Mentally ill suffer from budget cuts
NASHUA – Six years of incremental budget cuts have left the state’s mental health centers on the brink of financial catastrophe, according to mental health experts.
They worry that more cuts will push them over the edge.
Over the edge, in this case, would mean cutting services to mentally ill people as counselors are forced to reserve their time and resources for more severely ill patients.
It’s a position in which all of the state’s community mental health centers find themselves to one extent or another, according to a new study released by the Endowment for Health.
“We’ve been walking a tightrope for six years. The very next jostle is apt to knock us off,” said Carol Farmer, associate executive director of the Greater Nashua Mental Health Center at Community Council.
The report closely analyzed a six-year financial history of the centers and discovered that while the mental health system isn’t in dire straits, it has no cushion to cover significant losses in revenue.
All 10 of the mental health centers are independent nonprofits that contract with the state Department of Health and Human Services on an annual basis.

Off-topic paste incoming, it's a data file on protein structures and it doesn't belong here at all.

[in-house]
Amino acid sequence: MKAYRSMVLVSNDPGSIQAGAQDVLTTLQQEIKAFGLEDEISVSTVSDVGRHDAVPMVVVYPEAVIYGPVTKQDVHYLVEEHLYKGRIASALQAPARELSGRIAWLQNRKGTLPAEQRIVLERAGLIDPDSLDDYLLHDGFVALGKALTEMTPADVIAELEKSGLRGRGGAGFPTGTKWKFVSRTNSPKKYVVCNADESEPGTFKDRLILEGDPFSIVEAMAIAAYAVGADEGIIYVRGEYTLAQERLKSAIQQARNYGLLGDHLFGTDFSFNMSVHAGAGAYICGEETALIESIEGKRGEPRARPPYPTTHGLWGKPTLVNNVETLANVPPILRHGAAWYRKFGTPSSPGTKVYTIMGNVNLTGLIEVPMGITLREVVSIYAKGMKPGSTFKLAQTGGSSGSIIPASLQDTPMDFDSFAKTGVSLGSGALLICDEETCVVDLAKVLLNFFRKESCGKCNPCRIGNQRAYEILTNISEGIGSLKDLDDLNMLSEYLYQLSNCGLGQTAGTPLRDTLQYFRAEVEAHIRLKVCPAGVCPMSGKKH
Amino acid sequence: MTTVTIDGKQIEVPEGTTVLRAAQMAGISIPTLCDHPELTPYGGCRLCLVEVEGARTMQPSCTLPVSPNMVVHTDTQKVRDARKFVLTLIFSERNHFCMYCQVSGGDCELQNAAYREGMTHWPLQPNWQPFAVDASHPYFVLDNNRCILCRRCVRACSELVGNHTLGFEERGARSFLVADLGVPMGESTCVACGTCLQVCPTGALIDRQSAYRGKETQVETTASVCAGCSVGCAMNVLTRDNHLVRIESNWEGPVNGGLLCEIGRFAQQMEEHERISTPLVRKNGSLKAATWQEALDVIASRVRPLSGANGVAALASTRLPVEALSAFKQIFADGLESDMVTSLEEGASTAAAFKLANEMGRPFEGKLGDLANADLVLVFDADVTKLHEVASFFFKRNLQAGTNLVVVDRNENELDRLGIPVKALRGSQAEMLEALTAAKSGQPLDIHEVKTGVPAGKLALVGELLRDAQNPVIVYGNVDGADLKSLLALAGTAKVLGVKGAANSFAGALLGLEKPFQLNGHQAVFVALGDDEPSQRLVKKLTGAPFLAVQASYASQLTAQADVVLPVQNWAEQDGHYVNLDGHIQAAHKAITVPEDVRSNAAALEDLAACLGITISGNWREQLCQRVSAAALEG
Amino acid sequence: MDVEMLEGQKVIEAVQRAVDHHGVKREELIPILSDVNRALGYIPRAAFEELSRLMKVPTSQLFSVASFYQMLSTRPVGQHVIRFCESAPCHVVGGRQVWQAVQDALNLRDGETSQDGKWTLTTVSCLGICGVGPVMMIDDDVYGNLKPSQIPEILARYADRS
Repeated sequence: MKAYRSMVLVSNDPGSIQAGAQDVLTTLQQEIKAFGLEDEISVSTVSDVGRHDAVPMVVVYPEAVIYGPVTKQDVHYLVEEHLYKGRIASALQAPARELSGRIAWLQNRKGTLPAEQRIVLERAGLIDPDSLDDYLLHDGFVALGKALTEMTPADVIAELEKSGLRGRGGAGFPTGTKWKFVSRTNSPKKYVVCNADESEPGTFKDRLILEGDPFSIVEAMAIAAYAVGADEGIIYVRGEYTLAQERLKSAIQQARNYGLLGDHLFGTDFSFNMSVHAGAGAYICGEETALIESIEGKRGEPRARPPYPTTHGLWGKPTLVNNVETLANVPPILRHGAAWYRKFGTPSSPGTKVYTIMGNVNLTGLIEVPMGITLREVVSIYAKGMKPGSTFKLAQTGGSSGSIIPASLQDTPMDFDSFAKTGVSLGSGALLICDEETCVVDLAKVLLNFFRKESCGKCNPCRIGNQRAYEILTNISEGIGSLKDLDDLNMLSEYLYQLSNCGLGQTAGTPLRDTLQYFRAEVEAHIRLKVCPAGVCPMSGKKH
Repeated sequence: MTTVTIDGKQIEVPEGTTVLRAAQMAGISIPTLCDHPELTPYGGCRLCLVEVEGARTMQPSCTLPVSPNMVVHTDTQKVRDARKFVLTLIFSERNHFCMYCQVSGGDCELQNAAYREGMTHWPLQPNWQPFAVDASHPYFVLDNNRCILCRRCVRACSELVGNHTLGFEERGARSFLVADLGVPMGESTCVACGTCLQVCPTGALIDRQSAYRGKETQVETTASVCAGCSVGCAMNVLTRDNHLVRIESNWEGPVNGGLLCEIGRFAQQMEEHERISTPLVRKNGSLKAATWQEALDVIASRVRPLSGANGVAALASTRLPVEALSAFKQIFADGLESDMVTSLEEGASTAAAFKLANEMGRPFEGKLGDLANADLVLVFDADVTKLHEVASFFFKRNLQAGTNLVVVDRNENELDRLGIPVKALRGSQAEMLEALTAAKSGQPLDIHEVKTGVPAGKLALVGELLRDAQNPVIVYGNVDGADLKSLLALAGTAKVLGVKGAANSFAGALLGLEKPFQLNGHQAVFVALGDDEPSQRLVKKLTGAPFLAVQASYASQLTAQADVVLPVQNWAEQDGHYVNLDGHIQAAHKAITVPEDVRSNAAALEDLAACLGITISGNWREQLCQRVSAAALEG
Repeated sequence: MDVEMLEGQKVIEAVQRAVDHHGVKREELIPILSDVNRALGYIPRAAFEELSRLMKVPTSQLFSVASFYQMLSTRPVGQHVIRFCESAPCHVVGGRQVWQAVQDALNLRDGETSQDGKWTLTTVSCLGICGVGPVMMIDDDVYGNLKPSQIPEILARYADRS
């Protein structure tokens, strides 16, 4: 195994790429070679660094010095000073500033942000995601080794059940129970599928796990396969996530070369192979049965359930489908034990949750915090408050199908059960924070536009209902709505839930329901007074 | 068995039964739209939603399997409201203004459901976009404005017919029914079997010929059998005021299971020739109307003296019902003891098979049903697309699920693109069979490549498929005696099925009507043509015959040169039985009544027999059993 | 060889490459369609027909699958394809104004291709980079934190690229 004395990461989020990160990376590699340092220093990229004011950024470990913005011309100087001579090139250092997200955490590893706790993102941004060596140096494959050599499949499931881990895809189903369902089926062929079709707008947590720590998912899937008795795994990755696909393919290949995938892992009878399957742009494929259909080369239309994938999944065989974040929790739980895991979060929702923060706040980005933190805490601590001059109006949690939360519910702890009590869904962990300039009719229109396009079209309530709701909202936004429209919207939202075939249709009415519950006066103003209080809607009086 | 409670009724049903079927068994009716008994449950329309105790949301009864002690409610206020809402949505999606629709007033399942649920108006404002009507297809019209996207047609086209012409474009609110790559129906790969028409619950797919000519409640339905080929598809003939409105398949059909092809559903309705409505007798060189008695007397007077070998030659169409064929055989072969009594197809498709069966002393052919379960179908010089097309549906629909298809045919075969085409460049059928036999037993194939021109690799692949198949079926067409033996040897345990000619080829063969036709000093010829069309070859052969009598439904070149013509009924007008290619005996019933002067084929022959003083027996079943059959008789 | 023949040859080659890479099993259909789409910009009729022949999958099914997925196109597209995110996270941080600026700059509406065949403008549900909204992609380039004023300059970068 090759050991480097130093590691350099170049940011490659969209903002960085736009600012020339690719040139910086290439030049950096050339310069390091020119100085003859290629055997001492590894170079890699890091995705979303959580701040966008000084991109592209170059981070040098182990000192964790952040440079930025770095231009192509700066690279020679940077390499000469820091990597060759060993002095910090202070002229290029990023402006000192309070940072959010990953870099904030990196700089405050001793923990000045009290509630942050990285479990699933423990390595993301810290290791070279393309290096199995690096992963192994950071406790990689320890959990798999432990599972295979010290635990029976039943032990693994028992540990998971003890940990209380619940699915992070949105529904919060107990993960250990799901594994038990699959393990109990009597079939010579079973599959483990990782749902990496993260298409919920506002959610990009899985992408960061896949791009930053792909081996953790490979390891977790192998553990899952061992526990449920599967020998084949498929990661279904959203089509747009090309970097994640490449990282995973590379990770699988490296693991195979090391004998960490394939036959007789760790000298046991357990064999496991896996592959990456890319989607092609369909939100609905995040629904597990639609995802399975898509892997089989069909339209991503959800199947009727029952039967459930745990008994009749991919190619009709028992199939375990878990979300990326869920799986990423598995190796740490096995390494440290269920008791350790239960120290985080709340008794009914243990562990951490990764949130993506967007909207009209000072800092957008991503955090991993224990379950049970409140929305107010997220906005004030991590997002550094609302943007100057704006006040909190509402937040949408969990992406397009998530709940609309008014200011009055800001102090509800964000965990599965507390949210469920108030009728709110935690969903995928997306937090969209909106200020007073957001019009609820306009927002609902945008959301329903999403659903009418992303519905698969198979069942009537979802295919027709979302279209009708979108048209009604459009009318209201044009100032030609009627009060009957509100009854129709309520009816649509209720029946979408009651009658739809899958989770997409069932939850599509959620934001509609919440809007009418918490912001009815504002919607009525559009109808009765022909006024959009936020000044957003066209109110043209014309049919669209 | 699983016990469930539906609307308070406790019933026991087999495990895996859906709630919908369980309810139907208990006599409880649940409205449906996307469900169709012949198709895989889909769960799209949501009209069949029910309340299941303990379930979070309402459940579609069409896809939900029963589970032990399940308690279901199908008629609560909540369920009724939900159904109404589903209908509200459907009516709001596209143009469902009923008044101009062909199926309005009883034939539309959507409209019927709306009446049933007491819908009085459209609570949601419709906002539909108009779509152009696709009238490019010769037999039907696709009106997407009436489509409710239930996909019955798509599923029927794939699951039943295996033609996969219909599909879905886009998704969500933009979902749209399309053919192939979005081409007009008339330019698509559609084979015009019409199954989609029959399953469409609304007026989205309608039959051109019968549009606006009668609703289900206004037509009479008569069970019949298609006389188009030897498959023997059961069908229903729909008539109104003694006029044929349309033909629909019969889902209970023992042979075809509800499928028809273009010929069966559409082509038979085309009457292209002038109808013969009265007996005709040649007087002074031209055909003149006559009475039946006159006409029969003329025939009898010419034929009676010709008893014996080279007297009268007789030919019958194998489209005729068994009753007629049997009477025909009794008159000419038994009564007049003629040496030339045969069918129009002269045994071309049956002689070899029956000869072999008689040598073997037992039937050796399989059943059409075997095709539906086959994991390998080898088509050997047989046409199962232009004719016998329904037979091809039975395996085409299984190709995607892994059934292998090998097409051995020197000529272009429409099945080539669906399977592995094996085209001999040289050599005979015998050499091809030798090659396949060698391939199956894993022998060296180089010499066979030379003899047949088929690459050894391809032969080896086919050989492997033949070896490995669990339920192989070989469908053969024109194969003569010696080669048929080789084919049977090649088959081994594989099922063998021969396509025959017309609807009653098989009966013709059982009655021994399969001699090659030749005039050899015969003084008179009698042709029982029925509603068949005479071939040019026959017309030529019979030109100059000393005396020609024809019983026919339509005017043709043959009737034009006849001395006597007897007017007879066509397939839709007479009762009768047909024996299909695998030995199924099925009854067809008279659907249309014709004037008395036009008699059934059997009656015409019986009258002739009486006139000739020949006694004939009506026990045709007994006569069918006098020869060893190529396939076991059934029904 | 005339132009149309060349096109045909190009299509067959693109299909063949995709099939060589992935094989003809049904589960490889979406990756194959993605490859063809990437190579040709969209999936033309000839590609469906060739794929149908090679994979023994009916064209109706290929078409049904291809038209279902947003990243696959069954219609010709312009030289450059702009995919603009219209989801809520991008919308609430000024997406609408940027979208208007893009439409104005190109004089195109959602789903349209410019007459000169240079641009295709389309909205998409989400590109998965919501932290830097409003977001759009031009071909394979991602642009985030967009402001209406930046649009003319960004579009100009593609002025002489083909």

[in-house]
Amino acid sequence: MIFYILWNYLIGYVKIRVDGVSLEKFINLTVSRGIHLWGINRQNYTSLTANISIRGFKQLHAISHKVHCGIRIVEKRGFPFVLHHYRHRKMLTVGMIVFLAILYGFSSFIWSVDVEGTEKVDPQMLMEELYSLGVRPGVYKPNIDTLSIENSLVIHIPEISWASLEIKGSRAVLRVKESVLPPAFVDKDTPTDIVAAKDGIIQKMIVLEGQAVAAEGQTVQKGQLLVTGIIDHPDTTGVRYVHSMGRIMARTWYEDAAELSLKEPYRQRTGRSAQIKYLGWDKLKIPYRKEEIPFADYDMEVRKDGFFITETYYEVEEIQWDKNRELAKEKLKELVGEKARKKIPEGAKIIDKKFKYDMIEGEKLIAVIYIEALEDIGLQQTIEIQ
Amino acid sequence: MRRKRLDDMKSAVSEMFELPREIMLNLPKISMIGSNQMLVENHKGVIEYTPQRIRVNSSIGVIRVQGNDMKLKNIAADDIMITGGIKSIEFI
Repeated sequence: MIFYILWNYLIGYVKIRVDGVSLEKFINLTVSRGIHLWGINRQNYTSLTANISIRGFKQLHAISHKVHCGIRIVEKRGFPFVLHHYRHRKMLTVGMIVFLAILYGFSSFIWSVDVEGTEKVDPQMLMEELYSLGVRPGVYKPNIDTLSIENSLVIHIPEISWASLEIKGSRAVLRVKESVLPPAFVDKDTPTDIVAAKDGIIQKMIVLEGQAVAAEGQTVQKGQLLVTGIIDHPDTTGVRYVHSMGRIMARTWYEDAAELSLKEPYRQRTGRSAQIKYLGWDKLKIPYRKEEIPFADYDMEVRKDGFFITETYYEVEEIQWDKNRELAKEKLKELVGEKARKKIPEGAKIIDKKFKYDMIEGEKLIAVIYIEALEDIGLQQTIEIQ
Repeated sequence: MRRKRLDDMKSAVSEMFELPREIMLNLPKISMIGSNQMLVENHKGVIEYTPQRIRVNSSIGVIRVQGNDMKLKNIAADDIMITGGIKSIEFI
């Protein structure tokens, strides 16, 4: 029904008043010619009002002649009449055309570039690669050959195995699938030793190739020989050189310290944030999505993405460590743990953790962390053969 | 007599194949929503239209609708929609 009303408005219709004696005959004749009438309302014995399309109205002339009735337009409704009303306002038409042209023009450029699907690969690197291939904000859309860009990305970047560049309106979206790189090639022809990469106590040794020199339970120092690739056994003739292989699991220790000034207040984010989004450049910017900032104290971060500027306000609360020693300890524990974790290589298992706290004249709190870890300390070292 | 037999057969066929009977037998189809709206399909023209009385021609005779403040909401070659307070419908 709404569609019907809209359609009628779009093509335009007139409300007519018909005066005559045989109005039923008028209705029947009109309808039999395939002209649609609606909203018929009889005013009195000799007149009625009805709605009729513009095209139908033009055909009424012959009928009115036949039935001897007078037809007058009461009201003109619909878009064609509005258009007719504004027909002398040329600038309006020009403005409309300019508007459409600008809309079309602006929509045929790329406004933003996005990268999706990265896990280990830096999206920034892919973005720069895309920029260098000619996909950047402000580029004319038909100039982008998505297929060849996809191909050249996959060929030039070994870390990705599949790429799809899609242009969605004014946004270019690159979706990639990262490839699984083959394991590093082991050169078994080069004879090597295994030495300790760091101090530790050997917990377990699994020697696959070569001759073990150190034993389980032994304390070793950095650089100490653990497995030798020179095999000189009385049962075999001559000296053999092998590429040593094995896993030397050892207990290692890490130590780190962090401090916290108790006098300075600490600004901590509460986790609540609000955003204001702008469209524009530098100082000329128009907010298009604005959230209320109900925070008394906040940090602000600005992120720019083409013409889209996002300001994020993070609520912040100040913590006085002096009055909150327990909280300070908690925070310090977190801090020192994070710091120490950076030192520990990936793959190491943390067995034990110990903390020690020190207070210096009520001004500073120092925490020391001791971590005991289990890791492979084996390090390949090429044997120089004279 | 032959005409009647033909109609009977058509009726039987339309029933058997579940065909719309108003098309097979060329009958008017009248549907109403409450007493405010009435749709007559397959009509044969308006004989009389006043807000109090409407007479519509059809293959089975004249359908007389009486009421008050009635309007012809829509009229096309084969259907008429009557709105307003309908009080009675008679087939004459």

But too much of the centers’ revenue, an average of 75 percent of the combined $150 million in 2009, comes from state Medicaid and Medicare reimbursements and a federal match of those funds.
The centers lack the ability to shift revenue from other sources to cover cuts in government reimbursements because there aren’t many other revenue sources, according to the study.
The Endowment for Health has already published similar studies on the state’s community health centers and hospitals, according to Jeanne Ryer, the Endowment for Health’s program director.
“Policymakers need to understand the fragility of this system as they attempt to address state budget shortfalls,” she said.
About 80 percent of the Nashua center’s $10 million-plus annual budget comes from Medicaid and Medicare reimbursements and the federal matching funds.
A series of cuts have already necessitated considerable concessions on the part of the counselors and other employees at the Nashua center, Farmer said.
Counselors are working more hours and have taken on more clients.
Employees haven’t received raises in three years, and the center cut time off and its contribution to employees’ 403(b) accounts, the nonprofit version of a 401(k), Farmer said.
“We’ve dealt with this over the last six years and really held our own,” she said. “There’s no place else to go. If something more needs to be cut, it’s direct care to patients.
“Now we’re at the wall. Something has to give.”
The state’s Medicaid/Medicare reimbursements are only part of the equation. Since federal contributions are based on state funding, when the state makes cuts, it hits the centers’ pocketbooks twice as hard.
The state has also increased eligibility requirements for patients, reducing the number of people for whom the centers can bill the state while they maintain the same overhead expenses.